Alexa? Pause Radio 4 whilst I read this…

Over the past century, the ways in which we communicate have undergone significant change.

Speaking to our digital expert, Andrew Walker, we dug a little deeper into the evolution of vocal and digital communication and examined where that change might take us in the near future. Both in spite of, and because of these advances, it seems that good communication could give us a competivie edge in this new era of voice technology… 

In a nutshell, the past century has seen a move from an age of complex systems and simple software, to one of simple systems and complex software. The telecoms and broadcast industry giants of the 20th Century have given way to companies such as Apple, Google, and Amazon, all of whom specialize in providing customers with cutting edge technology in simple, convenient ways.

Whenever major technology shifts occur, social change follows. By disrupting our carefully constructed social systems, the rapid evolution of a particular technology and the alteration of the value placed upon it causes understandable concerns to society.

In 1940 AT&T employed over 350,000 telephone operators in the US alone. Economists used to be concerned that the exponential growth of the telecoms industry, most of whose operators and call-centre employees were women, would lead to them being taken out of the home environment to such an extent that there would be a breakdown in the traditional American home. Whilst this concern was perhaps a little extreme, we can see how the value placed on vocal communication and its accompanying technology was so great that it had fundamental social implications. The currency of voice was riding high.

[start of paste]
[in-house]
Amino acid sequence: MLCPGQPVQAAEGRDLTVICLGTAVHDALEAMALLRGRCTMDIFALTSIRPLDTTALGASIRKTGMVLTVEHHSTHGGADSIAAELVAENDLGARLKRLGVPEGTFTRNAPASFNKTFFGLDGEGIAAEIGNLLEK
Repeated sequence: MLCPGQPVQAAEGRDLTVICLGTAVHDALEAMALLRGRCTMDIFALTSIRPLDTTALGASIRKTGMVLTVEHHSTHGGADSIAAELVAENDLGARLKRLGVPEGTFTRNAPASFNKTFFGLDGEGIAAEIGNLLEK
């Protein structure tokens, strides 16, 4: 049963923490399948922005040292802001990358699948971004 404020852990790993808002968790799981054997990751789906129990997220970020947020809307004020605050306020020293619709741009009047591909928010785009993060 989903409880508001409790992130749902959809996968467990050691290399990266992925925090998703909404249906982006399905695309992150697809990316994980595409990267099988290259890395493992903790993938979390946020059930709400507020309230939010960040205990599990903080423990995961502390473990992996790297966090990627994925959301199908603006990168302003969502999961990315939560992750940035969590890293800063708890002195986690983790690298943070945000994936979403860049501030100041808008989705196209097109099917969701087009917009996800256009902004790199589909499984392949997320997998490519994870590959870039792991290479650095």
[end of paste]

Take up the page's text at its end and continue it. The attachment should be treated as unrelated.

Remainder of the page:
Today AT&T don’t even employ 350,000 people globally, and since the creation of the iPhone 11 years ago telecoms companies have seen the continual decline in voice minutes used by their customers. As soon as we could communicate more simply, and for free via the internet, we ditched the ‘phone’ part of our phones and disintermediated our vocal chords from our chats. As we chose to communicate effectively via visual means, using emojis, pictures and videos, the currency of voice plummeted to an all-time low. So are we really communicating better, or just differently?

We only need glance around the workplace, on the bus or at a party to see how the shift from vocal to visual has had a huge cultural effect on society. We don’t talk like we used to! Instead our eyes are fixed on screens as we ‘chat’, What’s app, Snapchat, DM, and email each other constant streams of information day and night. There is little doubt of the negative effects this has had on our ability to communicate face-to-face, but does this really mean we don’t want to talk to one another?

Ultimately we are witnessing a process of simplification, the pursuit of which exposes the flaws of the previous system. The mechanical wristwatch was nothing special until the digital wristwatch came along and gave it a new currency. The ones who toughed out the collapse of the market found their products elevated to a new luxury status. The same goes for vocal communication.